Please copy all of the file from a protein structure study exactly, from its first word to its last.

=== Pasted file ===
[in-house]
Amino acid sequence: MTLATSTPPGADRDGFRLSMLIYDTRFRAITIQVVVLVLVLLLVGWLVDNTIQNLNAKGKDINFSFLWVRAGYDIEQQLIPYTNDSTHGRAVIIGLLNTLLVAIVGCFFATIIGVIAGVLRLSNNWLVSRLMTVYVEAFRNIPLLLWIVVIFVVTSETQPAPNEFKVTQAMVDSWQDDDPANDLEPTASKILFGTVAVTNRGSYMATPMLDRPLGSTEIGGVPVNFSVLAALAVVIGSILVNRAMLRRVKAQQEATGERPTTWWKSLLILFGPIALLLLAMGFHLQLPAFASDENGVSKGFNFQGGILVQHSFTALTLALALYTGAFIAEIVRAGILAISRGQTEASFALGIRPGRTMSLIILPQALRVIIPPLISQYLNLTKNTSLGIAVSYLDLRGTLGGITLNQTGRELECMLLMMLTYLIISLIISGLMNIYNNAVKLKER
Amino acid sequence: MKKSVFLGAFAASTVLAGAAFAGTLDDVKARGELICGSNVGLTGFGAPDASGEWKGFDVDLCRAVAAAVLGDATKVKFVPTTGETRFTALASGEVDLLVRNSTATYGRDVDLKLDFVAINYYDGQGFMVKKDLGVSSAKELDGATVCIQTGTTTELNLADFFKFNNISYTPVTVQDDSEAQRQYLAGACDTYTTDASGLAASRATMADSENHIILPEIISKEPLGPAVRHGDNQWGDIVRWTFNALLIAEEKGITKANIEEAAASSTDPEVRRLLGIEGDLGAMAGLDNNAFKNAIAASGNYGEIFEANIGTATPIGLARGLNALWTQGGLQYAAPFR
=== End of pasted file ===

[in-house]
Amino acid sequence: MTLATSTPPGADRDGFRLSMLIYDTRFRAITIQVVVLVLVLLLVGWLVDNTIQNLNAKGKDINFSFLWVRAGYDIEQQLIPYTNDSTHGRAVIIGLLNTLLVAIVGCFFATIIGVIAGVLRLSNNWLVSRLMTVYVEAFRNIPLLLWIVVIFVVTSETQPAPNEFKVTQAMVDSWQDDDPANDLEPTASKILFGTVAVTNRGSYMATPMLDRPLGSTEIGGVPVNFSVLAALAVVIGSILVNRAMLRRVKAQQEATGERPTTWWKSLLILFGPIALLLLAMGFHLQLPAFASDENGVSKGFNFQGGILVQHSFTALTLALALYTGAFIAEIVRAGILAISRGQTEASFALGIRPGRTMSLIILPQALRVIIPPLISQYLNLTKNTSLGIAVSYLDLRGTLGGITLNQTGRELECMLLMMLTYLIISLIISGLMNIYNNAVKLKER
Amino acid sequence: MKKSVFLGAFAASTVLAGAAFAGTLDDVKARGELICGSNVGLTGFGAPDASGEWKGFDVDLCRAVAAAVLGDATKVKFVPTTGETRFTALASGEVDLLVRNSTATYGRDVDLKLDFVAINYYDGQGFMVKKDLGVSSAKELDGATVCIQTGTTTELNLADFFKFNNISYTPVTVQDDSEAQRQYLAGACDTYTTDASGLAASRATMADSENHIILPEIISKEPLGPAVRHGDNQWGDIVRWTFNALLIAEEKGITKANIEEAAASSTDPEVRRLLGIEGDLGAMAGLDNNAFKNAIAASGNYGEIFEANIGTATPIGLARGLNALWTQGGLQYAAPFR